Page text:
Mémoire sur le rayonnement chimique qui accompagne la lumiere solaire et la lumiere électrique. (3e Mémoire.- Extrait par l'auteur).

(Paris, Bachelier), 1840. 4to. No wrappers. In: "Comptes Rendus Hebdomadaires des Séances de L'Academie des Sciences", Tome XI (No.18). Pp. (667-) 716. (Entire issue offered). Becquerel's paper:pp. 702-703. Some marginal brownspots, margins slightly soiled, light browning an creasing.

First printing of an importent paper in the history of photochemistry as he here discovered some effects of coloured rays of the solar spectrum.

"Edmund Becquerel seems to be the first person to observe, in 1840 (in the paper offered), that the latent daguerreotype image which had been underexposed could be intensified if re-exposed to the yellow and red rays of the spectrum and then developed with mercury... Explaining this phenomenon, Becquerel called the yellow-red continuing rays ("rayon continuateurs") in contrast to the primary rays, which exicited or produced the light image and which he called exiciting rays ("rayons excitateurs").... They are dependent on the wave lenght of the light."(Eder "History of Photography", pp. 265 ff.)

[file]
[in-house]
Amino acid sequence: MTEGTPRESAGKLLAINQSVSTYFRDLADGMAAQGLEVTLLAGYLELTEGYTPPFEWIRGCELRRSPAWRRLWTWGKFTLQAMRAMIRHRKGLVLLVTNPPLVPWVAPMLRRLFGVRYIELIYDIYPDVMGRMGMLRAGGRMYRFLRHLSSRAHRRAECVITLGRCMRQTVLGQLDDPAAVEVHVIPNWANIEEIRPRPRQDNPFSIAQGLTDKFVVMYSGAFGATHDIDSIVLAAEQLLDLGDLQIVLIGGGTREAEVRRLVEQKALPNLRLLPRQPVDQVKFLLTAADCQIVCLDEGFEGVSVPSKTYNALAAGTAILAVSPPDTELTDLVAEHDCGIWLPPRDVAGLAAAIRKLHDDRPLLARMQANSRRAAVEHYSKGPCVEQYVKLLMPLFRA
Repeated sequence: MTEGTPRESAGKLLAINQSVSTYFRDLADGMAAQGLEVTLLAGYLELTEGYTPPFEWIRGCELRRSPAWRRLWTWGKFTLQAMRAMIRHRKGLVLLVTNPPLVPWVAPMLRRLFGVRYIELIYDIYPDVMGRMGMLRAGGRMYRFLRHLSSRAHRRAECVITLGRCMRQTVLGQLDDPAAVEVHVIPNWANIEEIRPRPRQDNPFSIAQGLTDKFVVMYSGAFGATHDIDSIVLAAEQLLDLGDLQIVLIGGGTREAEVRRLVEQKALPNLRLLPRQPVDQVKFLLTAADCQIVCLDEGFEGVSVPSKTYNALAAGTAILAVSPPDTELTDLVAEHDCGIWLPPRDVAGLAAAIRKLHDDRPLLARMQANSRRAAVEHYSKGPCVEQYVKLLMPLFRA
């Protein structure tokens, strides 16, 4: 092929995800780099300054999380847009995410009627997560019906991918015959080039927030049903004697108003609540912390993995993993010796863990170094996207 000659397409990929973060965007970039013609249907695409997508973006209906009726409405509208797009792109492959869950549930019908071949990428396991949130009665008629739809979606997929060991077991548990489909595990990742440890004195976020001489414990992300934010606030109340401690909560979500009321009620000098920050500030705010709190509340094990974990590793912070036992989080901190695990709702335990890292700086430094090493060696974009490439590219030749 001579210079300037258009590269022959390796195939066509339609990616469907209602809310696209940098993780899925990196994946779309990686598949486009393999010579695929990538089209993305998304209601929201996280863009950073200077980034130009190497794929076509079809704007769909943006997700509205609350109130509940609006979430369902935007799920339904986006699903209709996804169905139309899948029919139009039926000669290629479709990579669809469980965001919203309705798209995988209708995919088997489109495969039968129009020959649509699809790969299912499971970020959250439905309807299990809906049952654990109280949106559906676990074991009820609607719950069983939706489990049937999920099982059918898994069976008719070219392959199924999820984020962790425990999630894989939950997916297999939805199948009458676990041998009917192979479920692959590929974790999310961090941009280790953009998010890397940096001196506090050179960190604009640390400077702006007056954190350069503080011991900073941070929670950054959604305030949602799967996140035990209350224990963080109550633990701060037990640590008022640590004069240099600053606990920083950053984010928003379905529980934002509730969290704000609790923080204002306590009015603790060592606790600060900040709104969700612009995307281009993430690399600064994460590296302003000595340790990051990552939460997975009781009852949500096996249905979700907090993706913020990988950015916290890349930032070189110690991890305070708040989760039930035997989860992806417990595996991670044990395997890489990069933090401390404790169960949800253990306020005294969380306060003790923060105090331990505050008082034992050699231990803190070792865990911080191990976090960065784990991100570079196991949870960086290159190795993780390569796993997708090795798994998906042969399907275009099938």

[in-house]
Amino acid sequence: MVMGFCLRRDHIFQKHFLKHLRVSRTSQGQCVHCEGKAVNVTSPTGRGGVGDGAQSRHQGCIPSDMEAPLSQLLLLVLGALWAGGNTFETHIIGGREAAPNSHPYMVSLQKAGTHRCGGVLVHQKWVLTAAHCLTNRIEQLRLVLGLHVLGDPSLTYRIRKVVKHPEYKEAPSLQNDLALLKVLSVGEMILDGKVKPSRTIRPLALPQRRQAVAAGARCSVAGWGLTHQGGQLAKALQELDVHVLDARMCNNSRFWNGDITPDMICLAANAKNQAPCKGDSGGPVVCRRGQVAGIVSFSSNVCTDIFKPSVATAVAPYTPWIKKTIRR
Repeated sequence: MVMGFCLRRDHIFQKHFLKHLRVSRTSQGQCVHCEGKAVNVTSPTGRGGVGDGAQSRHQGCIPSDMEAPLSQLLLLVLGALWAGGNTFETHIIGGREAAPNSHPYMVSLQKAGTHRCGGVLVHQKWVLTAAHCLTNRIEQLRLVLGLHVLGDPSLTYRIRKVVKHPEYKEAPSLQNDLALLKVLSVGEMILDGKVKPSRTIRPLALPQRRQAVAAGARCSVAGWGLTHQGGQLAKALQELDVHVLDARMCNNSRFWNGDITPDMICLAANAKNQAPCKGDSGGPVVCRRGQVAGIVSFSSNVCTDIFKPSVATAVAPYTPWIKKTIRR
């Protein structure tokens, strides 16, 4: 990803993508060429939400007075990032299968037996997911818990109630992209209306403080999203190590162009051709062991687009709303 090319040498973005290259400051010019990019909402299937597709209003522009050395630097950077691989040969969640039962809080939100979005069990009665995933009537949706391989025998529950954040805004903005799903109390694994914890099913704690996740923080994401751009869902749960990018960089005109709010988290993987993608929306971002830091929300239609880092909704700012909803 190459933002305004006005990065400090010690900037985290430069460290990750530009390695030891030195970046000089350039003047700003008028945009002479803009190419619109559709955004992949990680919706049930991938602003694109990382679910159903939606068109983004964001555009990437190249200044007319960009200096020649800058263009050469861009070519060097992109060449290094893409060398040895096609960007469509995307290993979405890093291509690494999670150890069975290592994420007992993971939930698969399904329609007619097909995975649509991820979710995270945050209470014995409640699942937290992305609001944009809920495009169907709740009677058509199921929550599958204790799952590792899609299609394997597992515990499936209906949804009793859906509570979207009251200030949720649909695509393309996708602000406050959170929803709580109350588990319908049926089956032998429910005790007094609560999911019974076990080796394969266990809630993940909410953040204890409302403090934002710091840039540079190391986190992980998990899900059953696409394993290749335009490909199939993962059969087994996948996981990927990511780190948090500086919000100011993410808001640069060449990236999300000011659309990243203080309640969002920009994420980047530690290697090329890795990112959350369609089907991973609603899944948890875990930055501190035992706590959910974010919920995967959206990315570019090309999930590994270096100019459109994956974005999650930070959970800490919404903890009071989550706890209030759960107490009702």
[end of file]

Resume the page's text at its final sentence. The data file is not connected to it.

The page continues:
"Becquerel was an early experimenter in photography. In 1840 he discovered that the silver halides, natively insensitive to red and yellow light, became sensitive to that part of the spectrum in proportion to their exposure to blue, violet and ultraviolet light, allowing Daguerreotypes and other photographic materials to be developed by bathing in strong red or yellow light rather than by chemical treatment. In practice this technique was rarely used." (Wikipedia).

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